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Initial tests negative for lawyer with TB

Story Highlights

• NEW: Hospital says first two sputum tests have come back negative
• NEW: Third test result expected later Monday for Andrew Speaker
• NEW: Lawyer allowed to leave room sporadically with mask, physician says
Hospital: If third test is negative, Speaker would be "relatively noncontagious"
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DENVER, Colorado (CNN) -- The first two tests of sputum of the 31-year-old lawyer who has extensively drug-resistant tuberculosis have come back negative, the National Jewish Medical and Research Center said Monday.

If a third test result, expected later Monday, also proves negative, Andrew Speaker -- whose air travel to his wedding in Greece set off international concerns last month -- would be considered "relatively noncontagious," said a statement from the Denver hospital.

Speaker had been confined to his room, which is equipped with special air filters and negative air pressure to ensure he does not infect others with the drug-resistant bacteria, which can prove fatal.

His primary care physician, Charles Daley, said Speaker is at the relatively low end of contagiousness but is contagious.

The personal-injury attorney is being allowed to leave his room sporadically but only while wearing a special TB mask, and he is being kept from other patients, Daley said.

He has been given antibiotics intravenously.

Typically, the hospital allows drug-resistant TB patients with three consecutive negative test results to take brief, escorted walks around hospital grounds, "far from patients or any other community members," the hospital said.

Speaker has received a letter from the Denver Health Authority Public Health Department, dated May 29, ordering that he be detained at National Jewish for treatment of TB "until further laboratory tests indicate that your TB is no longer likely to be contagious."

Denver's order coincided with the Centers for Disease Control and Prevention's withdrawal of an isolation order, the first one the federal government had issued in more than 40 years.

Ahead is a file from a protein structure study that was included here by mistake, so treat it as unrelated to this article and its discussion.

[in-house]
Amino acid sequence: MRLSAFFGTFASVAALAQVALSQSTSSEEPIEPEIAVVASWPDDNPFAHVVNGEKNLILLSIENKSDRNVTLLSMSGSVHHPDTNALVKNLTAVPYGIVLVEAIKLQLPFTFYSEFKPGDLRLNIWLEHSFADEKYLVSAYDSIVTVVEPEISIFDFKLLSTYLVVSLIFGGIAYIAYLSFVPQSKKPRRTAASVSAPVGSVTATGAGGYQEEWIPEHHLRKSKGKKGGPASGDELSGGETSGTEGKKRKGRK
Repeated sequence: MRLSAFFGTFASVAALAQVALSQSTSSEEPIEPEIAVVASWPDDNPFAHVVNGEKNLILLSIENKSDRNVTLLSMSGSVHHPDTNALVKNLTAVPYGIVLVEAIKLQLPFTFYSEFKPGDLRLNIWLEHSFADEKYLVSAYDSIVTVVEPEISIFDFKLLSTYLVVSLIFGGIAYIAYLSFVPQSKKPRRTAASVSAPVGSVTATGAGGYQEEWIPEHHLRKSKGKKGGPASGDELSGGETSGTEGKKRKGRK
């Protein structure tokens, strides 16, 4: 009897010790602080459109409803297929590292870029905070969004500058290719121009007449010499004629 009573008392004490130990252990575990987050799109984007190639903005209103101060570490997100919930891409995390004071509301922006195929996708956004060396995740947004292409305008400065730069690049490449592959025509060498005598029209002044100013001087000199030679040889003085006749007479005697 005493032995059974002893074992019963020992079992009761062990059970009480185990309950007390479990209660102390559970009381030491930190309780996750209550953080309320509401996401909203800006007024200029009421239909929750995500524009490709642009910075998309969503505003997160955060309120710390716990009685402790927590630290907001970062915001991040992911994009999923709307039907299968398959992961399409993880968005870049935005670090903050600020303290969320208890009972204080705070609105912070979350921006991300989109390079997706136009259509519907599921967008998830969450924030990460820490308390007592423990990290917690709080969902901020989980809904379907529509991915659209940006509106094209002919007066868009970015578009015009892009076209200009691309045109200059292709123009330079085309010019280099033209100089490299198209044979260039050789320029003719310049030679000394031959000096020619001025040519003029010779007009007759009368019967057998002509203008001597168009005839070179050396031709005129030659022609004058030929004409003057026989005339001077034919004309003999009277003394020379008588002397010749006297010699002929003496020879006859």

Speaker's family gave him a show of support during an appearance Monday on ABC's "Good Morning America." (Full story)

"We're in hell and we want to get out of hell," said his father and fellow Atlanta attorney Ted Speaker about the ramifications of his son's trans-Atlantic travel, carried out over objections from health officials. "I don't feel it was reckless at all."

The elder Speaker said a CDC official told him before last month's flights that he was urging his son not to fly "to cover myself." Officials said "at least three times" that his son was not contagious, the father said.

He added that he covertly taped the conversation and planned to release a copy of the tape, though he did not say when.

"We were told that these induced sputum tests that he had were negative at that point so, by the guidelines, he was not considered infectious," said Speaker's father-in-law, Dr. Robert Cooksey, a tuberculosis researcher who has worked at the CDC in Atlanta, Georgia, for 32 years.

Of his son-in-law's travels, Cooksey said, "I probably would have done the very same thing."

The scientist said that "there is a little tension" from his co-workers at the CDC, "but they seem to be very understanding and very supportive."

Initial TB tests on family members have come back negative, the relatives said.


Andrew Speaker is a 31-year-old lawyer from Atlanta, Georgia, who is infected with extensively drug-resistant tuberculosis.


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  • Healthology
  • TB 101

    • Tuberculosis is caused by germs that are spread from person to person through the air. It usually affects the lungs and can lead to symptoms such as chest pain and coughing up blood. It kills nearly 2 million people each year worldwide.

    • Because of antibiotics and other measures, the TB rate in the United States has been falling for years. Last year, it hit an all-time low of 13,767 cases, or about 4.6 cases per 100,000 Americans.

    • "Multidrug-resistant" TB can withstand the mainline antibiotics isoniazid and rifampin. The man at the center of the current case was infected with something even worse -- "extensively drug-resistant" TB, also called XDR-TB, which resists many drugs used to treat the infection.

    • There have been 17 U.S. XDR-TB cases since 2000, according to Centers for Disease Control and Prevention statistics.

    Source: The Associated Press

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